The real risk of splenectomy after discharge home following nonoperative management of blunt splenic injury

J Trauma. 2009 Jun;66(6):1531-6; discussion 1536-8. doi: 10.1097/TA.0b013e3181a4ed11.


Background: The postdischarge natural history of nonoperative blunt splenic injury (BSI) has not been adequately elucidated. As a result, outpatient management is poorly defined. Population-based outpatient data would provide clinicians with an estimate of baseline risk of postdischarge splenectomy after nonoperative management of BSI. The purpose of this study was to analyze, using population-based data, the 180-day risk of splenectomy in a clinically relevant sample.

Methods: A statewide Hospital Discharge Data System containing patient level data was used to construct a prospective cohort of persons 18 or older with nonoperatively managed BSI admitted to any hospital in the state from 2000 to 2005 and discharged home. Re-admission for splenectomy within 180 days from the original injury date was analyzed.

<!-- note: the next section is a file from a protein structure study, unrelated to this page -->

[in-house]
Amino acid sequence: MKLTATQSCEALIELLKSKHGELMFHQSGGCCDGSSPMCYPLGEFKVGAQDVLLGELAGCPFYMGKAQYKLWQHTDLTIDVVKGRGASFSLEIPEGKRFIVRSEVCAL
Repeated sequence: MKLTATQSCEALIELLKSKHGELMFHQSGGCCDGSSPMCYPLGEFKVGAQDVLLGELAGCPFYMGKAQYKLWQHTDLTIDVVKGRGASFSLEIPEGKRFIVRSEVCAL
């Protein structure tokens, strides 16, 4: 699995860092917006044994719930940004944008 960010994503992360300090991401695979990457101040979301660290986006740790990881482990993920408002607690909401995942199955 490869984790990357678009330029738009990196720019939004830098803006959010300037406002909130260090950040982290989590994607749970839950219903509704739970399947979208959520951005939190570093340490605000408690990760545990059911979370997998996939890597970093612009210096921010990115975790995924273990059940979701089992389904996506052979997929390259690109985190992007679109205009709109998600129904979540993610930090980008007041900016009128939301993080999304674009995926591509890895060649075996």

Results: Four thousand one hundred three persons with BSI were admitted from 2000 to 2005. Two thousand nine hundred seventy-one (72.4%) were managed nonoperatively. One thousand nine hundred thirty-two (47.1%) were discharged. Twenty-seven of 1,932 were re-admitted for splenectomy within 180 days. Median time from injury to re-admission for splenectomy was 8 days (range, 3-146). The 180-day risk of splenectomy was 1.4% after nonoperative management and discharge home.

Conclusions: Nonoperative management of BSI results in a 180-day risk of re-admission for splenectomy of 1.4% for persons discharged home. A majority of splenectomies occur within 8 days. Explicit patient education and close follow-up are necessary.

MeSH terms

  • Abdominal Injuries / surgery
  • Abdominal Injuries / therapy*
  • Adult
  • Aged
  • Aged, 80 and over
  • Female
  • Humans
  • Male
  • Middle Aged
  • Patient Discharge
  • Prognosis
  • Risk Assessment
  • Risk Factors
  • Spleen / injuries*
  • Splenectomy / statistics & numerical data*
  • Treatment Outcome
  • Wounds, Nonpenetrating / surgery
  • Wounds, Nonpenetrating / therapy*
  • Young Adult